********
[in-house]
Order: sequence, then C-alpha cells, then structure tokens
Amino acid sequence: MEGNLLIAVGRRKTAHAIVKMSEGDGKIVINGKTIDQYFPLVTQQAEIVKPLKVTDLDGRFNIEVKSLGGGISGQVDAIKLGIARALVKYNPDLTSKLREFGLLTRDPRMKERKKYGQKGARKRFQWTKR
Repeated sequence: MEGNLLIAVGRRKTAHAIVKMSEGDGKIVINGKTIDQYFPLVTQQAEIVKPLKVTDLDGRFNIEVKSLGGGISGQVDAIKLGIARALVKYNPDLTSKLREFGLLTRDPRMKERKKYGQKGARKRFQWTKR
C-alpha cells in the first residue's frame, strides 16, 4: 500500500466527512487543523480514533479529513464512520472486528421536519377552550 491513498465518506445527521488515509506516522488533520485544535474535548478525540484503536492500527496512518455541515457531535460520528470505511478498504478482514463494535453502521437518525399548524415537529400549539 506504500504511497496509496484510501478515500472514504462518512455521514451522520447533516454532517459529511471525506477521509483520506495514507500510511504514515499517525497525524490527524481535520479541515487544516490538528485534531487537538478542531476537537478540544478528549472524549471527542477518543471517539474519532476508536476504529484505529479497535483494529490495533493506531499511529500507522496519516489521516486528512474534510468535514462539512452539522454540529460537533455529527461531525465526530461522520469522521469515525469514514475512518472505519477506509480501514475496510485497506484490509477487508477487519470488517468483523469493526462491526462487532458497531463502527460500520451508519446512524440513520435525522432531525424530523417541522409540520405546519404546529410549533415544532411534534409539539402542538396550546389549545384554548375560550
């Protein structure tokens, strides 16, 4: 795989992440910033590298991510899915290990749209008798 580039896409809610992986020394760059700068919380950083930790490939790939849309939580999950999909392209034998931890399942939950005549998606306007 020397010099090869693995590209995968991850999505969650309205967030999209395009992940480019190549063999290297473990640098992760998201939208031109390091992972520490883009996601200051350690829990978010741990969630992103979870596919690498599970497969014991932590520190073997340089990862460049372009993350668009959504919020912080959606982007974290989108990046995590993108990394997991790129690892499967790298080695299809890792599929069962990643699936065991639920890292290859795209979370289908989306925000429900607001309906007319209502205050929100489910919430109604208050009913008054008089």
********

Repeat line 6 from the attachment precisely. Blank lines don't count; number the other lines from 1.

């Protein structure tokens, strides 16, 4: 795989992440910033590298991510899915290990749209008798 580039896409809610992986020394760059700068919380950083930790490939790939849309939580999950999909392209034998931890399942939950005549998606306007 020397010099090869693995590209995968991850999505969650309205967030999209395009992940480019190549063999290297473990640098992760998201939208031109390091992972520490883009996601200051350690829990978010741990969630992103979870596919690498599970497969014991932590520190073997340089990862460049372009993350668009959504919020912080959606982007974290989108990046995590993108990394997991790129690892499967790298080695299809890792599929069962990643699936065991639920890292290859795209979370289908989306925000429900607001309906007319209502205050929100489910919430109604208050009913008054008089």